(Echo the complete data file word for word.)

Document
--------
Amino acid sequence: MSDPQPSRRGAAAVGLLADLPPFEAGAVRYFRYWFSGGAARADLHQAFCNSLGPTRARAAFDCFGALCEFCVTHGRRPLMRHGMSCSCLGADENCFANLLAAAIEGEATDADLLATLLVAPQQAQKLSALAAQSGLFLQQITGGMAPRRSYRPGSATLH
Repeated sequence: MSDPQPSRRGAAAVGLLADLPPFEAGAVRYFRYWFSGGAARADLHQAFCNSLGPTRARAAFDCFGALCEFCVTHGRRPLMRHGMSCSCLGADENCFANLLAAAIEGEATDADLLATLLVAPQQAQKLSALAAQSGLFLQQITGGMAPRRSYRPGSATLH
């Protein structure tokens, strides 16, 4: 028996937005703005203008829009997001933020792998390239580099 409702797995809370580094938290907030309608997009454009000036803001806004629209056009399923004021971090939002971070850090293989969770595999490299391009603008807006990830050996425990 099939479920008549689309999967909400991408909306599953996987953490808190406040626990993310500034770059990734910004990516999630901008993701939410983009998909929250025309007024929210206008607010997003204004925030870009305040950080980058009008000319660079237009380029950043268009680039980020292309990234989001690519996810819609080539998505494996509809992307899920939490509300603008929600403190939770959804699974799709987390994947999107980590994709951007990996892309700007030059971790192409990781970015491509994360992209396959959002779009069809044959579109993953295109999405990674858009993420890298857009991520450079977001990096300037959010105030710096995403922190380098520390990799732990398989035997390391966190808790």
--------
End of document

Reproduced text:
Amino acid sequence: MSDPQPSRRGAAAVGLLADLPPFEAGAVRYFRYWFSGGAARADLHQAFCNSLGPTRARAAFDCFGALCEFCVTHGRRPLMRHGMSCSCLGADENCFANLLAAAIEGEATDADLLATLLVAPQQAQKLSALAAQSGLFLQQITGGMAPRRSYRPGSATLH
Repeated sequence: MSDPQPSRRGAAAVGLLADLPPFEAGAVRYFRYWFSGGAARADLHQAFCNSLGPTRARAAFDCFGALCEFCVTHGRRPLMRHGMSCSCLGADENCFANLLAAAIEGEATDADLLATLLVAPQQAQKLSALAAQSGLFLQQITGGMAPRRSYRPGSATLH
């Protein structure tokens, strides 16, 4: 028996937005703005203008829009997001933020792998390239580099 409702797995809370580094938290907030309608997009454009000036803001806004629209056009399923004021971090939002971070850090293989969770595999490299391009603008807006990830050996425990 099939479920008549689309999967909400991408909306599953996987953490808190406040626990993310500034770059990734910004990516999630901008993701939410983009998909929250025309007024929210206008607010997003204004925030870009305040950080980058009008000319660079237009380029950043268009680039980020292309990234989001690519996810819609080539998505494996509809992307899920939490509300603008929600403190939770959804699974799709987390994947999107980590994709951007990996892309700007030059971790192409990781970015491509994360992209396959959002779009069809044959579109993953295109999405990674858009993420890298857009991520450079977001990096300037959010105030710096995403922190380098520390990799732990398989035997390391966190808790």